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The digital world is a dangerous place. Cybercriminals seek to steal our financial information (and money from our bank accounts); damage or destroy our data, or hold it for ransom; destroy our reputations; and create other types of havoc. They are also great threats to businesses, nonprofit organizations, government agencies, and entire countries (including weakening a nation’s defense systems, military, infrastructure, and reputation). The increasing use of artificial intelligence to commit cybercrimes has created a new set of challenges for cybersecurity professionals.

Cybersecurity is the practice of implementing tools, processes, and technology to protect computer systems, networks, other technology, and data from cyberattacks. Major types of cybersecurity threats include ransomware attacks, distributed denial of service attacks, malware, and social engineering. Cybersecurity also refers to the protection of physical security components that are connected to the Internet, such as smartphones, RFID keycard door locks, and video surveillance cameras, as well as the security of facilities that house computers that store sensitive data. Examples of cybersecurity specialties include application, cloud, infrastructure, Internet of Things, mobile, and network security.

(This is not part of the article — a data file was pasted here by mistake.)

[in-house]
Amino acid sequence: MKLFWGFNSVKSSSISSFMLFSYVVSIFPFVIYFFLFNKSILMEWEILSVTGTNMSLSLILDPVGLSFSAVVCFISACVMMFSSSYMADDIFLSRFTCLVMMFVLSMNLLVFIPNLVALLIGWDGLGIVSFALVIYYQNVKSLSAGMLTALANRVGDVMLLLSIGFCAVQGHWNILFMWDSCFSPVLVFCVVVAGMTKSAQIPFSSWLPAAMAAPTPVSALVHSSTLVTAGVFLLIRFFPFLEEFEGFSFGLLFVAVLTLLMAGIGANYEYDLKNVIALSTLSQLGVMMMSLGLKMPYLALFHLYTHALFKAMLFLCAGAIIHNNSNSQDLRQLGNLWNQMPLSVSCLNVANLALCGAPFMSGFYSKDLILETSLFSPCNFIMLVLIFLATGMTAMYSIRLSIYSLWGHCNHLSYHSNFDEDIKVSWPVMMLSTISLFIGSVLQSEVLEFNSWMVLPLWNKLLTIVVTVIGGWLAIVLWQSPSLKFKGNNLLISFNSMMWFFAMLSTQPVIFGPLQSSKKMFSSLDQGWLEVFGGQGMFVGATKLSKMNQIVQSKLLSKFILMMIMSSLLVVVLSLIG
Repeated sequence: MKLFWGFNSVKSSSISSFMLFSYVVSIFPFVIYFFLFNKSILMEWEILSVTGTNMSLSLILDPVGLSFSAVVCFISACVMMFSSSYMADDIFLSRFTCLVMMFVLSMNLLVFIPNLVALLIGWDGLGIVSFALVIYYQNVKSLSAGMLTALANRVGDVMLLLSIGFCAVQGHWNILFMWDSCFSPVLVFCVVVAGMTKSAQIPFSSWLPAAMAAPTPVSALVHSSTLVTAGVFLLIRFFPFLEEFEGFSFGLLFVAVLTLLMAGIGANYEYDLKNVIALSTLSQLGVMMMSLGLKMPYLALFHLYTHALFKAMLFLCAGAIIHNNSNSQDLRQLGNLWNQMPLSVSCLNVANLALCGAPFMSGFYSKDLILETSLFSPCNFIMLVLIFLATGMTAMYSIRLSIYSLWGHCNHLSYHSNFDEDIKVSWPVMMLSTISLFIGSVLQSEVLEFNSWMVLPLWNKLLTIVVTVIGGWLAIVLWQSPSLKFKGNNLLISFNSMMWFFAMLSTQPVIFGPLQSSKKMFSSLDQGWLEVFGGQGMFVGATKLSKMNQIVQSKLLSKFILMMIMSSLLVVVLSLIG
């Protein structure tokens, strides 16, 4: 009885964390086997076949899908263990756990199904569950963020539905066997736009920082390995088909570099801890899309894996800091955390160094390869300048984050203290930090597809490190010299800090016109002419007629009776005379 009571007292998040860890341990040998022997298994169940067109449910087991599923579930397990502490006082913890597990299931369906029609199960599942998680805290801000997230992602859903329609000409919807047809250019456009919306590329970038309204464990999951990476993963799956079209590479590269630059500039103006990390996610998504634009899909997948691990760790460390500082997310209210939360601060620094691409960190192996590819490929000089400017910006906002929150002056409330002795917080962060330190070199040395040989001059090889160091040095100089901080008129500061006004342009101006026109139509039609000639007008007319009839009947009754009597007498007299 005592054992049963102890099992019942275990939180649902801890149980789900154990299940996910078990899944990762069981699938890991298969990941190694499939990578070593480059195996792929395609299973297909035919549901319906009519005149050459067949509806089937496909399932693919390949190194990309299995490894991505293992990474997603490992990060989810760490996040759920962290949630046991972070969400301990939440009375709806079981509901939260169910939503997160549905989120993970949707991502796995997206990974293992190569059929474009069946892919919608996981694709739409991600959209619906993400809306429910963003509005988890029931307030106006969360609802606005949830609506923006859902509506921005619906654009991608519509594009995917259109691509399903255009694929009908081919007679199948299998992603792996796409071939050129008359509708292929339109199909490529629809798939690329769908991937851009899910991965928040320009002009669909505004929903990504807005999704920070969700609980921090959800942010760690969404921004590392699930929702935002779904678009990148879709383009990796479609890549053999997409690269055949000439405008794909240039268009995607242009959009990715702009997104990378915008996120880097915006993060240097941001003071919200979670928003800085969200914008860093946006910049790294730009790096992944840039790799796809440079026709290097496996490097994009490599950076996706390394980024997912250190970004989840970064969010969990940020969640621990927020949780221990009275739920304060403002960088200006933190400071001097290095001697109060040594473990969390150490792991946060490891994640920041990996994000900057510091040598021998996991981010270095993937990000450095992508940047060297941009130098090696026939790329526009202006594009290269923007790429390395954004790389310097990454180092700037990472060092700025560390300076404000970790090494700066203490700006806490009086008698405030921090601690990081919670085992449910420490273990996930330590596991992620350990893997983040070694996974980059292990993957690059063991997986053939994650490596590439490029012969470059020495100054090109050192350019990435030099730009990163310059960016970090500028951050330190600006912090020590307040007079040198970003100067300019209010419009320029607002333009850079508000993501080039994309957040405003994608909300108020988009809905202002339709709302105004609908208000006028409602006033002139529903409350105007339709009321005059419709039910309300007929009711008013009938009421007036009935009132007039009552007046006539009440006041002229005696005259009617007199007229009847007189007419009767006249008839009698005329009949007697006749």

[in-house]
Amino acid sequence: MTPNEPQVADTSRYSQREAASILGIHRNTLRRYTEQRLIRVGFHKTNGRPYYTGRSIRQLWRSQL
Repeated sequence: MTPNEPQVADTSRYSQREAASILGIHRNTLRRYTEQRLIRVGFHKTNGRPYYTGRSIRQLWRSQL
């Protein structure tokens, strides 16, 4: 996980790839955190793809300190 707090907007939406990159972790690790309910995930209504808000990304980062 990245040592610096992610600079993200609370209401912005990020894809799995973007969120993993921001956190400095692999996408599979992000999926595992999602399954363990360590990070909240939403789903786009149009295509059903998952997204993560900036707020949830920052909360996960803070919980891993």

Cyberattacks have become more frequent, sophisticated, and damaging in recent years. Cybersecurity Ventures predicts that the global cost of cybercrime will grow from $3 trillion in 2015 to $10.5 trillion in 2025. “Cybercrime costs include damage and destruction of data, stolen money, lost productivity, theft of intellectual property, theft of personal and financial data, embezzlement, fraud, post-attack disruption to the normal course of business, forensic investigation, restoration and deletion of hacked data and systems, and reputational harm,” according to the 2022 Official Cybercrime Report, from Cybersecurity Ventures and eSentire. As a result, many more cybersecurity workers will be needed as the industry expands and to replace those who retire or leave for other reasons.